"If you had magical powers, would you use them to for good, or would you use them to make mountains of cash?" Aaron Swartz's brother asks in Brian Knappenberger's documentary "The Internet's Own Boy: The Story of Aaron Swartz." The question of whether this generation's programming magicians will choose to use their power for purpose or profit reverberates throughout this film's portrait of the eponymous late social activist. We often see stories of slight, sloppy-looking young coders like Swartz transformed into national icons by the tech industry, but rarely with such close attention to ethics. Knappenberger has delivered a film brimming with outrage, whose zeal becomes persuasive once Swartz takes on his activist mantle.
While "The Internet’s Own Boy" starts off formulaically, that's mainly due to the nagging sense that we've seen this story before. Were it not for the pre-credits debrief on Swartz's suicide just over one year ago, his childhood of auspicious promise might be that of any Silicon Valley tycoon. Swartz picked up computer skills before he could read, and while that might not be terribly unique these days, he taught himself to read at the age of three. Understandably, at the same time he was developing TheInfo.org , an open-access encyclopedia that was a precursor to Wikipedia, he struggled to conform to the social and educational curriculum at his elementary school just outside Chicago. Why learn one teacher's version of history when you could read three different books on the subject and summarize the common threads for yourself? While this impatience with the systemic education would galvanize the development of RSS Standard, Swartz did not make for a particularly willing classroom contributor.
The film produces the requisite family videos to provide evidence of his endless curiosity and an amusing proclivity to teach his younger brothers everything he learned on his own, which to this day his siblings recall with a hint of annoyance. A clip from Aaron's middle school years shows a chubby adolescent sitting on a panel, producing a strikingly mature vision of programming's future; by high school he was helping his mentor, open-access activist Lawrence Lessig, launch Creative Commons. Steve Jobs dropped out of Reed College, Bill Gates out of Harvard. Swartz also left a Stanford University program for advanced younger students to answer the California siren call of startup culture and made a killing after selling Reddit to Condé Nast. But similarities between the path to Silicon Valley prestige and the rogue track Swartz struck out on his own ends here, where the film's editing also picks up momentum and a cogent social critique begins to take shape.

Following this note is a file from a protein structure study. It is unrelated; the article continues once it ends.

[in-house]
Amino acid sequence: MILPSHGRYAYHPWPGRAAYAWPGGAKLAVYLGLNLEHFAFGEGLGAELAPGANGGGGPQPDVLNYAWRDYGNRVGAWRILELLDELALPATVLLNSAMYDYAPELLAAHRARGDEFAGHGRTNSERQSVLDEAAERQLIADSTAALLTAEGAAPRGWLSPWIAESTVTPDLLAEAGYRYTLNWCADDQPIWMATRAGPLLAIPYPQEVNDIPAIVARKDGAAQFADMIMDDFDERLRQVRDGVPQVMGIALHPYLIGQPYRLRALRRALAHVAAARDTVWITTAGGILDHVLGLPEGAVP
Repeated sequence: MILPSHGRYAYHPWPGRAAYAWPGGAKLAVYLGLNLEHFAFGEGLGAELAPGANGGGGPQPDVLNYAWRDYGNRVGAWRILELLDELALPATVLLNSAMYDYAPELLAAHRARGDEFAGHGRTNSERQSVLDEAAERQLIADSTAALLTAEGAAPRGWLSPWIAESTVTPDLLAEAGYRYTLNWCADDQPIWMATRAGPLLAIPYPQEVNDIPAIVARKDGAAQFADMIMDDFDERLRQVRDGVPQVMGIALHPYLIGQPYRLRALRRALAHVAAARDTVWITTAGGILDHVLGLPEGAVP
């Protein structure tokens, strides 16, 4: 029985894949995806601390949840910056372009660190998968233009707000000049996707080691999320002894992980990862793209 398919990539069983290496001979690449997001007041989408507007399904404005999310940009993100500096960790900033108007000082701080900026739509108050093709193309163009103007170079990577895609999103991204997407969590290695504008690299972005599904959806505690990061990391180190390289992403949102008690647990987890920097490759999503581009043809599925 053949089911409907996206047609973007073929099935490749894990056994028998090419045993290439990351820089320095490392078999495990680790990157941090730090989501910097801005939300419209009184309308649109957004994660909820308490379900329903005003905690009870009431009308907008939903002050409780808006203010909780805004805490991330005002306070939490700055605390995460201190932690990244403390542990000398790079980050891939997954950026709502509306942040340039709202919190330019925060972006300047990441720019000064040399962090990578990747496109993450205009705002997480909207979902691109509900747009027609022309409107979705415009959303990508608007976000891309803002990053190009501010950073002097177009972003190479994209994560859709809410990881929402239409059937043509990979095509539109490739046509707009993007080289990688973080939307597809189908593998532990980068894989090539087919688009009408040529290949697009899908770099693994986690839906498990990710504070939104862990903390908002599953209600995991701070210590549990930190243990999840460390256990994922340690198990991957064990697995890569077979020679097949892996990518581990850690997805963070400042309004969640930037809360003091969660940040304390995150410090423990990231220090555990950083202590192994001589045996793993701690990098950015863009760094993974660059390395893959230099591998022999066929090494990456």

The film finds its rhythm in familiar territory for Knappenberger, who depicted the internet's bad boy group Anonymous in the 2012 documentary "We Are Legion: the Story of the Hacktivists." Where that film made an "Oceans"-like caper of that group’s eccentric characters, "The Internet's Own Boy" brings a moral imperative to the act of defiance that pushed Swartz into a judicial quicksand. It began with Carl Malamud's "thumb drive challenge" to download massive numbers of documents from the government racket Pacer, an online catalog of public court records that requires users to pay to view open documents. While Malamud meant for the information heist to occur at Pacer’s few public sites, Swartz targeted academic journal catalog JSTOR. A surveillance camera caught him plugging his computer into a supply closet at the JSTOR-accessible MIT campus, kicking off a game of cat and mouse as the government sought to construct a "case of deterrence" from the incident and evidence curated from Swartz's significant Internet presence.
For all his exposure in word and image on the Internet, few indications of inner turmoil have surfaced to explain Swartz's final decisions. The most valuable subjects interviewed here, past girlfriends Quinn Norton and Taren Stinebrickner-Kauffman, offer glimpses into how the federal intimidation devastated Aaron's hopes for the future. The FBI staked out his family's home, and Swartz was placed in solitary confinement. Norton recalls walking past the White House with Swartz once four counts of felony became thirteen. He told her, "They don't let anyone with a felony charge work there." Even in the midst of national and personal victories for the freedom of the Internet, such as the end of SOPA, Swartz aspired to make a political impact.
But "The Internet's Own Boy" does not dwell on Swartz's suicide, preferring instead to channel this vision by supporting a bill to amend the Computer Fraud and Abuse Act (CFAA) that slapped him with nine counts of felony. Occasionally the film's case for reform mirrors the Swartz's restless activism Swartz — honing in on the way his eyes blink rapidly, fixated on some unspecified point ahead, in the film's found footage. The documentary's most energetic sequence intercuts "WarGames" with an explanation of how the cult classic frightened Congress into passing the CFAA. "The Internet’s Own Boy" aspires to provoke Capitol Hill by educating its viewers to inspire questions. Questions for those revered leaders in Silicon Valley — and for a government whose restrictions of the internet have been applied with a sledgehammer, as one source of the film says, instead of a scalpel.
Criticwire Grade: B
HOW WILL IT PLAY? "The Internet's Own Boy" will have to strategize on the theater circuit, for its highly specific story will most likely occupy only a niche market. Knappenberger's previous film "We Are Legion" demonstrated hacker culture has an immense following, which should lead to healthy VOD returns. Whether those viewers will pay to watch when Knappenberger has pledged some form of Creative Commons licensing for the film is another story.